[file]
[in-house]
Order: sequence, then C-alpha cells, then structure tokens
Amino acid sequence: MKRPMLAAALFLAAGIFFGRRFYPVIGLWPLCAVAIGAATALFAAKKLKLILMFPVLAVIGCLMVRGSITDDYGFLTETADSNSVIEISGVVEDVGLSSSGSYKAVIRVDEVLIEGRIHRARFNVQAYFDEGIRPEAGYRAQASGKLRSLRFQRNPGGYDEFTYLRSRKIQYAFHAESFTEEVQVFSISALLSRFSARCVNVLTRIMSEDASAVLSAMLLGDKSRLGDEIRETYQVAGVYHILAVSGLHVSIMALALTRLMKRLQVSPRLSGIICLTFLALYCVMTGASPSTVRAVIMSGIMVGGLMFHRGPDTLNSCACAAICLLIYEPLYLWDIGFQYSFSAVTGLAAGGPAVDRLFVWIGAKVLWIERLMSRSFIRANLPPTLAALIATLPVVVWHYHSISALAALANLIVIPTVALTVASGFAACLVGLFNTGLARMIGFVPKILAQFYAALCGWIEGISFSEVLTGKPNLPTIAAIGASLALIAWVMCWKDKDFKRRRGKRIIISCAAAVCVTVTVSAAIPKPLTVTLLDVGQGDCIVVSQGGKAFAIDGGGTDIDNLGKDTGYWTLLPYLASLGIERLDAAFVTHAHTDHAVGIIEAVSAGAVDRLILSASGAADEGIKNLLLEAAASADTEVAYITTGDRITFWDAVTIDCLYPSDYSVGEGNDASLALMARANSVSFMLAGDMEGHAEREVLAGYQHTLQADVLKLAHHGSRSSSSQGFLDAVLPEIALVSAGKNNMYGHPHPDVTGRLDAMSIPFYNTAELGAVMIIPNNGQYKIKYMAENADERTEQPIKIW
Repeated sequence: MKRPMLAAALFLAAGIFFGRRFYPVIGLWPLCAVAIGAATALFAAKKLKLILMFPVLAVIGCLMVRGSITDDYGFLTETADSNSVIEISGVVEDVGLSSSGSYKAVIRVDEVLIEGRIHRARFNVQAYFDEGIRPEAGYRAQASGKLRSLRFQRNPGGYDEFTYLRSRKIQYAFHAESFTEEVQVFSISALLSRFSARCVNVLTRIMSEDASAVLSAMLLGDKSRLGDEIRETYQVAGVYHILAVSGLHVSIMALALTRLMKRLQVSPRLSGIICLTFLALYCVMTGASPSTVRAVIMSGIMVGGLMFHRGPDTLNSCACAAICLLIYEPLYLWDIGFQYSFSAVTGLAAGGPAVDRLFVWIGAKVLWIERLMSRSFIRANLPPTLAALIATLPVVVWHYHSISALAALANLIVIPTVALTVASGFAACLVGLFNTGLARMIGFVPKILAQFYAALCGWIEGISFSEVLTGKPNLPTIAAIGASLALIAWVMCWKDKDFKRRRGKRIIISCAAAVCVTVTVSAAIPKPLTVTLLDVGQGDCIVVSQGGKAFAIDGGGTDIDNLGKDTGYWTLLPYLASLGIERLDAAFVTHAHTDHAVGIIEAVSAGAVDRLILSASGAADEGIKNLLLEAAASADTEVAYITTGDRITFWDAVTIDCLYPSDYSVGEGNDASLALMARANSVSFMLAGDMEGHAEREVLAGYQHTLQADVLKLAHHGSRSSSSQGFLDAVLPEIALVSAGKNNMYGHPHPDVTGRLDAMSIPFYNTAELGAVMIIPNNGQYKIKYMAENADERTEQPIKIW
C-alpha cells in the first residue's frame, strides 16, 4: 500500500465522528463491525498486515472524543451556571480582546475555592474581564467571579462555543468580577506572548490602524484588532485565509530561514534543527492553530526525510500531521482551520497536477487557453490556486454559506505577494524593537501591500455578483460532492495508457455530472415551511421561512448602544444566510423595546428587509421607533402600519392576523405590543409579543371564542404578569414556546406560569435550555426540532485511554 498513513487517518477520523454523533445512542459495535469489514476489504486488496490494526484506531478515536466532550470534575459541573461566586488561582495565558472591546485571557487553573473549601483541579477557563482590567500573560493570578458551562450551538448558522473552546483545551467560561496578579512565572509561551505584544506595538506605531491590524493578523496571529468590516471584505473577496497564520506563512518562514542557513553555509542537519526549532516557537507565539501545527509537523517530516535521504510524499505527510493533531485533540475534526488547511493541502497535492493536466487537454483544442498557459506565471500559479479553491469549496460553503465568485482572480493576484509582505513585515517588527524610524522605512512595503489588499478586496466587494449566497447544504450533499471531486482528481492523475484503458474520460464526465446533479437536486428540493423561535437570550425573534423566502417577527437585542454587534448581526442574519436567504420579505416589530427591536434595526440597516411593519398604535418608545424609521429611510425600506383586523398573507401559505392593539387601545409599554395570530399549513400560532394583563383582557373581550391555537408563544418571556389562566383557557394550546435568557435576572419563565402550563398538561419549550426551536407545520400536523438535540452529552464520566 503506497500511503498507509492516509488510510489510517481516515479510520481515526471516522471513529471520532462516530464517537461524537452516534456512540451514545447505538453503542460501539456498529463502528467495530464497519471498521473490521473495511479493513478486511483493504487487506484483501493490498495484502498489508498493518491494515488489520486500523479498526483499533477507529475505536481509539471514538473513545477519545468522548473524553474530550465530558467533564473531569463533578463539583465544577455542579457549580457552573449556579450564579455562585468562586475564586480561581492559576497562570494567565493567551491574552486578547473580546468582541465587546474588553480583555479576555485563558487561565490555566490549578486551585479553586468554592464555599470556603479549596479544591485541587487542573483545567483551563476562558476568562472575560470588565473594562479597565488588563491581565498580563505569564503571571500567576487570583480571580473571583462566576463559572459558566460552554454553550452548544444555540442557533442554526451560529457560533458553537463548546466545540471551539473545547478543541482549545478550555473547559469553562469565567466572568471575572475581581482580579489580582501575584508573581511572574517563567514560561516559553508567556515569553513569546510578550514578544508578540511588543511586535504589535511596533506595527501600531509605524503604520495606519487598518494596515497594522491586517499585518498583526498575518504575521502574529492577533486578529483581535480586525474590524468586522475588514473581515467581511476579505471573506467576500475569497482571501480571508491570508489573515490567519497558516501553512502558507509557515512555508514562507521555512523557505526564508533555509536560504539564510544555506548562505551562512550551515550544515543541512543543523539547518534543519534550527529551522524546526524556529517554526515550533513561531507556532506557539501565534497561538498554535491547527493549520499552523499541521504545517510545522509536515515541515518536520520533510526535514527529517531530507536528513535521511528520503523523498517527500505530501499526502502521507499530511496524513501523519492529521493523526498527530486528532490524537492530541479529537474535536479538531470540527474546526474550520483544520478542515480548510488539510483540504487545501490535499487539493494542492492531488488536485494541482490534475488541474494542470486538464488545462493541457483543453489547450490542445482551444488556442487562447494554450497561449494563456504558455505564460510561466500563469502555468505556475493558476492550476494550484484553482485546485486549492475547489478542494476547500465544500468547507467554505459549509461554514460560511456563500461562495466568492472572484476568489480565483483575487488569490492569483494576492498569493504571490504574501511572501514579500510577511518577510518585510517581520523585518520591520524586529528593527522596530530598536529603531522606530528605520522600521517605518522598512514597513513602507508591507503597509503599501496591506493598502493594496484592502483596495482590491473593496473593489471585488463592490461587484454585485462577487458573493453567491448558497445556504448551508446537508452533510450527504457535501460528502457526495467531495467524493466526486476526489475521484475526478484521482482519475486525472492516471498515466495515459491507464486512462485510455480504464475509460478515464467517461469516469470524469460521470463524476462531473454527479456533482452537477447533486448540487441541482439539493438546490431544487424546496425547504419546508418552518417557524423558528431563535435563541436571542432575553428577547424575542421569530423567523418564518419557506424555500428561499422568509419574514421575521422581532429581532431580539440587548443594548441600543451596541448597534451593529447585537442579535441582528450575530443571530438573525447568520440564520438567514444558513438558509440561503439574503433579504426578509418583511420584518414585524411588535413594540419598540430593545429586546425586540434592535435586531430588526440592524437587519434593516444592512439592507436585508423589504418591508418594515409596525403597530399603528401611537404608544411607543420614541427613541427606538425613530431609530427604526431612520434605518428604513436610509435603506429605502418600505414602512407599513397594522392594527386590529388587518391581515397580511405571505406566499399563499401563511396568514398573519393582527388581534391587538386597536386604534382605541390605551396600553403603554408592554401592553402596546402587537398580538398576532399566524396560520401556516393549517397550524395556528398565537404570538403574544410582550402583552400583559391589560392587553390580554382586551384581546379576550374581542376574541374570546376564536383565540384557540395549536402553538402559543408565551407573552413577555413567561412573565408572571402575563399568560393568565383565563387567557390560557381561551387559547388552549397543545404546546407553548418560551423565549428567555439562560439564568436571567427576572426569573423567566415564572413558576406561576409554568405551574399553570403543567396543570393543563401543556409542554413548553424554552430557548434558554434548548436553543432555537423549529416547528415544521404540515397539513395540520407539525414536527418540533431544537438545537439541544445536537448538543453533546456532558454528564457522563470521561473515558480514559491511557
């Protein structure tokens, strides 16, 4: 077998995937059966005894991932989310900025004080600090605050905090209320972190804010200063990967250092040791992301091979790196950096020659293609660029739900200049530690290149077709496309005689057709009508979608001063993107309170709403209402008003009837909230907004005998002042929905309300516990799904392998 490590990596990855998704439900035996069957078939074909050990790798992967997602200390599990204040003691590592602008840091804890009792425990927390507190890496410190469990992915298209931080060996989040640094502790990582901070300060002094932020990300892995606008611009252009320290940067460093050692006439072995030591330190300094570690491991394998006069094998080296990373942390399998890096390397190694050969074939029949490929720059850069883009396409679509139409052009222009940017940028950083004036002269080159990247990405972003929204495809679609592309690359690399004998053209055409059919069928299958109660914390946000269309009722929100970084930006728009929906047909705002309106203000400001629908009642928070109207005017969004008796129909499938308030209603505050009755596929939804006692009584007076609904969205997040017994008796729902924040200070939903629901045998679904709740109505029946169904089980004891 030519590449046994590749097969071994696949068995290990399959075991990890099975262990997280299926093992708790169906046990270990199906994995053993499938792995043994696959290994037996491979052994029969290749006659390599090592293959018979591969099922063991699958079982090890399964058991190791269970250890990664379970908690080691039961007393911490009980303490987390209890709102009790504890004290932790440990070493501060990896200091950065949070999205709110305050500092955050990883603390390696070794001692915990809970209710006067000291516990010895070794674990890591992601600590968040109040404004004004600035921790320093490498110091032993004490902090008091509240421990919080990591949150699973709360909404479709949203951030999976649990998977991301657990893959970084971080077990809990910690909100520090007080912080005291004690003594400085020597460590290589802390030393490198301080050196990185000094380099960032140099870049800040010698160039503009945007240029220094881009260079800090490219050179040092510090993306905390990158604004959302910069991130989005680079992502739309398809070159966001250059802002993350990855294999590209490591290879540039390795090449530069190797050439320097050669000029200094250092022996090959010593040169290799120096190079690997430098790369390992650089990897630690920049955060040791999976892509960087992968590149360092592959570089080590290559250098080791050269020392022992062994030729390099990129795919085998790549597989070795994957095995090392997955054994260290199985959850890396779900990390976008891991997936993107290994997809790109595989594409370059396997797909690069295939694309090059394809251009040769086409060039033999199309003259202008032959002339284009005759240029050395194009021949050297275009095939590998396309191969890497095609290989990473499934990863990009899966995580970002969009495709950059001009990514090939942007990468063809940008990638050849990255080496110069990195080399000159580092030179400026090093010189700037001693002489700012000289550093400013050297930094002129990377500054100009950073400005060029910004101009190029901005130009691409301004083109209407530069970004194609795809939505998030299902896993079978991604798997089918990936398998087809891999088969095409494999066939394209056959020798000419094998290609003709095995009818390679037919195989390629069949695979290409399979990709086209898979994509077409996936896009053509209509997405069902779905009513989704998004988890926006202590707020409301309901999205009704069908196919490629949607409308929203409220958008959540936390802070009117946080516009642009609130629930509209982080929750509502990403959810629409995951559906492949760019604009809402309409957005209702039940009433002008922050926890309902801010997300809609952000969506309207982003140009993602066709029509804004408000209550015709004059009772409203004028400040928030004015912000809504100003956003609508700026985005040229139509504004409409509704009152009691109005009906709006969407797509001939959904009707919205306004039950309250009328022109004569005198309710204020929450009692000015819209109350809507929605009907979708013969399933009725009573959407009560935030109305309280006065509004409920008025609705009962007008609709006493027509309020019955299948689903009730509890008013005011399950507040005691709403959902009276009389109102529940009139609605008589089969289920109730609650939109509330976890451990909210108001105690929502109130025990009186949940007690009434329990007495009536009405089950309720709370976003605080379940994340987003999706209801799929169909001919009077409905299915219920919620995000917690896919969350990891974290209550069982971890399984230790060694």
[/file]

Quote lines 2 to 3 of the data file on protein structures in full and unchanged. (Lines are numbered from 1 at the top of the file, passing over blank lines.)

Order: sequence, then C-alpha cells, then structure tokens
Amino acid sequence: MKRPMLAAALFLAAGIFFGRRFYPVIGLWPLCAVAIGAATALFAAKKLKLILMFPVLAVIGCLMVRGSITDDYGFLTETADSNSVIEISGVVEDVGLSSSGSYKAVIRVDEVLIEGRIHRARFNVQAYFDEGIRPEAGYRAQASGKLRSLRFQRNPGGYDEFTYLRSRKIQYAFHAESFTEEVQVFSISALLSRFSARCVNVLTRIMSEDASAVLSAMLLGDKSRLGDEIRETYQVAGVYHILAVSGLHVSIMALALTRLMKRLQVSPRLSGIICLTFLALYCVMTGASPSTVRAVIMSGIMVGGLMFHRGPDTLNSCACAAICLLIYEPLYLWDIGFQYSFSAVTGLAAGGPAVDRLFVWIGAKVLWIERLMSRSFIRANLPPTLAALIATLPVVVWHYHSISALAALANLIVIPTVALTVASGFAACLVGLFNTGLARMIGFVPKILAQFYAALCGWIEGISFSEVLTGKPNLPTIAAIGASLALIAWVMCWKDKDFKRRRGKRIIISCAAAVCVTVTVSAAIPKPLTVTLLDVGQGDCIVVSQGGKAFAIDGGGTDIDNLGKDTGYWTLLPYLASLGIERLDAAFVTHAHTDHAVGIIEAVSAGAVDRLILSASGAADEGIKNLLLEAAASADTEVAYITTGDRITFWDAVTIDCLYPSDYSVGEGNDASLALMARANSVSFMLAGDMEGHAEREVLAGYQHTLQADVLKLAHHGSRSSSSQGFLDAVLPEIALVSAGKNNMYGHPHPDVTGRLDAMSIPFYNTAELGAVMIIPNNGQYKIKYMAENADERTEQPIKIW